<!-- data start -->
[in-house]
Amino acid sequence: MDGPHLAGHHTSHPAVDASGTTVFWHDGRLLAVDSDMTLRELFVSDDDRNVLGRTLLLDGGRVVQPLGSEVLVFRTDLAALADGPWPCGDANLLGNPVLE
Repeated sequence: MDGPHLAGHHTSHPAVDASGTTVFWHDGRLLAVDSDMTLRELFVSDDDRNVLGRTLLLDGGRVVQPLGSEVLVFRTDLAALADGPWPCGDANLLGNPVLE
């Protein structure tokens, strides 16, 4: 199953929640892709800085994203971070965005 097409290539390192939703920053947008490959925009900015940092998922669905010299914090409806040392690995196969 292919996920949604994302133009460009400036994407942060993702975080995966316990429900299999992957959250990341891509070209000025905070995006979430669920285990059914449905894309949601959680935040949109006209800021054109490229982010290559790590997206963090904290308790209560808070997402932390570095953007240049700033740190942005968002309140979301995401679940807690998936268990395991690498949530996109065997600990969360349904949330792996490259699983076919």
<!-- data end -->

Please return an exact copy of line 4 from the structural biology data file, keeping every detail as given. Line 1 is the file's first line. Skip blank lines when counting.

């Protein structure tokens, strides 16, 4: 199953929640892709800085994203971070965005 097409290539390192939703920053947008490959925009900015940092998922669905010299914090409806040392690995196969 292919996920949604994302133009460009400036994407942060993702975080995966316990429900299999992957959250990341891509070209000025905070995006979430669920285990059914449905894309949601959680935040949109006209800021054109490229982010290559790590997206963090904290308790209560808070997402932390570095953007240049700033740190942005968002309140979301995401679940807690998936268990395991690498949530996109065997600990969360349904949330792996490259699983076919």